[He was] starving in some deep mystery, like a man who is sure what is true. -- "Master Song" by Leonard Cohen

When someone brings up religion or the mystery of faith with me, this line always comes to mind.
posted by the matching mole at 8:30 AM on August 1, 2006

Gerard Manley Hopkins' "I Wake and Feel the Fell of Dark, Not Day" and "Spring and Fall (to a young child)," though the former is a little too depressing for public recitation:
...I am gall, I am heartburn. God’s most deep decree
Bitter would have me taste: my taste was me;
Bones built in me, flesh filled, blood brimmed the curse.
Selfyeast of spirit a dull dough sours. I see
The lost are like this, and their scourge to be
As I am mine, their sweating selves; but worse.

Yeats' "Second Coming." Bits and pieces of Shakespeare - primarily parts of monologues from Hamlet and Midsummer's Night's Dream. For the latter, the best is Puck's closing speech:
If we shadows have offended,
Think but this,--and all is mended,--
That you have but slumber'd here
While these visions did appear.
And this weak and idle theme,
No more yielding but a dream,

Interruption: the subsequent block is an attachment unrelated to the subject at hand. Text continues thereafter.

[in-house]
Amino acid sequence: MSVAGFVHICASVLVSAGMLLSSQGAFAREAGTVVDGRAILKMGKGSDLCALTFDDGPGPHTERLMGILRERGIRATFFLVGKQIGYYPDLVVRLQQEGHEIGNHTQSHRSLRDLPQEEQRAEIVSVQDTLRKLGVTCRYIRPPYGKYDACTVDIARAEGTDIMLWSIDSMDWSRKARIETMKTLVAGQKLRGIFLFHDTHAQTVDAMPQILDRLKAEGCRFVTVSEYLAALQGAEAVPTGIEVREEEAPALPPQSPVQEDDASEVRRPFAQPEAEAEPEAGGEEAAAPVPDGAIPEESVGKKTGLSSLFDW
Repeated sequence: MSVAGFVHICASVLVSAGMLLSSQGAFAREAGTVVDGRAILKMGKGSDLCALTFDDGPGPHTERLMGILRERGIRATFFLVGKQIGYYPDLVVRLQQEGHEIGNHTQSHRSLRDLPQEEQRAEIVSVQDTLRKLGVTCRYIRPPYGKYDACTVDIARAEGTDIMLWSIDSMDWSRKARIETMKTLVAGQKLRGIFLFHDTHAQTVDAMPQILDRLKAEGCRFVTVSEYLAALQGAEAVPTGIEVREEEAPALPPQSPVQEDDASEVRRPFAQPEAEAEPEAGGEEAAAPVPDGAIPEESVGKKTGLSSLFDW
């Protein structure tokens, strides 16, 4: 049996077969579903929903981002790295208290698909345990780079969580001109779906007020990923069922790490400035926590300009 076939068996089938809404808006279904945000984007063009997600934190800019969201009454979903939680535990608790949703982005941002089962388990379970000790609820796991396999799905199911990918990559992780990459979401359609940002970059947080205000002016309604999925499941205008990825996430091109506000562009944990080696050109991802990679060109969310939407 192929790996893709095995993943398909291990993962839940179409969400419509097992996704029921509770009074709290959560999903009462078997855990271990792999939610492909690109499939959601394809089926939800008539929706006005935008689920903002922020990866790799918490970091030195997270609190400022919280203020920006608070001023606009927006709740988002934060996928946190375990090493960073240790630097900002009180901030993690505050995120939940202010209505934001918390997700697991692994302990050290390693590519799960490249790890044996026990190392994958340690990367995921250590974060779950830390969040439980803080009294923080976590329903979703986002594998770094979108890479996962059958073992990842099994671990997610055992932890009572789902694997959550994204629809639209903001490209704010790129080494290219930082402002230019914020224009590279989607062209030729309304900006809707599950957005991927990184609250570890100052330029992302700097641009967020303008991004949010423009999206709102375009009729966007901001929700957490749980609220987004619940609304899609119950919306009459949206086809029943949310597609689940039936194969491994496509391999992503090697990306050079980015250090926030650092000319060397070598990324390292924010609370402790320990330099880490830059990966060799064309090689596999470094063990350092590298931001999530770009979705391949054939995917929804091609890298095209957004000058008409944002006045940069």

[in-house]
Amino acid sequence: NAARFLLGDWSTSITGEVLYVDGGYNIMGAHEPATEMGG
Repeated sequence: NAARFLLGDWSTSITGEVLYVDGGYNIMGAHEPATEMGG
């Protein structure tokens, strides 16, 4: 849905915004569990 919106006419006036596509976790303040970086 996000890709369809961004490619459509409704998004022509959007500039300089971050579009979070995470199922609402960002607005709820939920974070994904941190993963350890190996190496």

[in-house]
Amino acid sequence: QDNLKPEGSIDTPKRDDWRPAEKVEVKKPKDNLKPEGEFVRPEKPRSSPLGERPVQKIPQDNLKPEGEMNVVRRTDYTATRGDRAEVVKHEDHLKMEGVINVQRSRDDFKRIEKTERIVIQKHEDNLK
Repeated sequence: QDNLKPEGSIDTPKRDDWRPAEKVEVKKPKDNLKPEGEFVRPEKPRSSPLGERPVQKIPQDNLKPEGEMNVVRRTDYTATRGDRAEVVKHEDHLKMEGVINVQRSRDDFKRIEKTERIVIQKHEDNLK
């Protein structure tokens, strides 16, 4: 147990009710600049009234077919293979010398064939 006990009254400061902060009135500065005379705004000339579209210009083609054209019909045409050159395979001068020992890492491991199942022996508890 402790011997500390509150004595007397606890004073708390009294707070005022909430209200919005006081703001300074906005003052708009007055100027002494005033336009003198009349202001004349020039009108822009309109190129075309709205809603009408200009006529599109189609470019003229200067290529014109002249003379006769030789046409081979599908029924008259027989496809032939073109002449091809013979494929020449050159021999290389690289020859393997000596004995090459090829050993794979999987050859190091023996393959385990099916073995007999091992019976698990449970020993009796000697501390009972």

Gentles, do not reprehend;
If you pardon, we will mend.
And, as I am an honest Puck,
If we have unearned luck
Now to 'scape the serpent's tongue,
We will make amends ere long;
Else the Puck a liar call:
So, good night unto you all.
Give me your hands, if we be friends,
And Robin shall restore amends.

Most of the Lorelei and Der Erlkönig, auf Deutsch:
Ich weiß nicht, was soll es bedeuten,
Daß ich so traurig bin,
Ein Märchen aus alten Zeiten,
Das kommt mir nicht aus dem Sinn...

posted by ubersturm at 8:32 AM on August 1, 2006

Shakespeare for getting caught in the rain, Chaucer when welcoming a sexy spring day, Yeats for wooing people at the bar, Anne Carson for when they cheat on you, Wilbur while mowing your lawn, Okigbo for prophesying your own death, and Plath for forecasting your resurrection.
posted by zoomorphic at 8:44 AM on August 1, 2006

I know all of Jabberwocky and the first page to The Outsiders, but the only one that actually comes in handy is:

Nature's first green is gold
her hardest hue to hold.
Her early leaf's a flower,
but only so an hour.

Then leaf subsides to leaf,
so Eden sank to grief,
so Dawn goes down to day,
nothing gold can stay.

Robert Frost; sadly handy when writing funeral cards.